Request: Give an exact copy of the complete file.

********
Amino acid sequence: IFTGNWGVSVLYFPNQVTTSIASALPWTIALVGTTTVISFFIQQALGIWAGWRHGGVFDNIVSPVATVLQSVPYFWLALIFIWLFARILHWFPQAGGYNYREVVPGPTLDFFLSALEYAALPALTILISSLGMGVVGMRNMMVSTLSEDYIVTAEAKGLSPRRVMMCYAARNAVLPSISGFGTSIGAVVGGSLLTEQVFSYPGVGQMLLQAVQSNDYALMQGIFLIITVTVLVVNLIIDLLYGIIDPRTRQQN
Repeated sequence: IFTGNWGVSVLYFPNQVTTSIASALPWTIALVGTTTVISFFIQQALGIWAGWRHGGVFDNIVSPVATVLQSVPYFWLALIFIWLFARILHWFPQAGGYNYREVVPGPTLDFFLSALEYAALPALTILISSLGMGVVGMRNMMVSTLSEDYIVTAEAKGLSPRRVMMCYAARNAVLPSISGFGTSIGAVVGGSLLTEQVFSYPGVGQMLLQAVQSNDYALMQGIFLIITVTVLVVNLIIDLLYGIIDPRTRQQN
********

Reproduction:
Amino acid sequence: IFTGNWGVSVLYFPNQVTTSIASALPWTIALVGTTTVISFFIQQALGIWAGWRHGGVFDNIVSPVATVLQSVPYFWLALIFIWLFARILHWFPQAGGYNYREVVPGPTLDFFLSALEYAALPALTILISSLGMGVVGMRNMMVSTLSEDYIVTAEAKGLSPRRVMMCYAARNAVLPSISGFGTSIGAVVGGSLLTEQVFSYPGVGQMLLQAVQSNDYALMQGIFLIITVTVLVVNLIIDLLYGIIDPRTRQQN
Repeated sequence: IFTGNWGVSVLYFPNQVTTSIASALPWTIALVGTTTVISFFIQQALGIWAGWRHGGVFDNIVSPVATVLQSVPYFWLALIFIWLFARILHWFPQAGGYNYREVVPGPTLDFFLSALEYAALPALTILISSLGMGVVGMRNMMVSTLSEDYIVTAEAKGLSPRRVMMCYAARNAVLPSISGFGTSIGAVVGGSLLTEQVFSYPGVGQMLLQAVQSNDYALMQGIFLIITVTVLVVNLIIDLLYGIIDPRTRQQN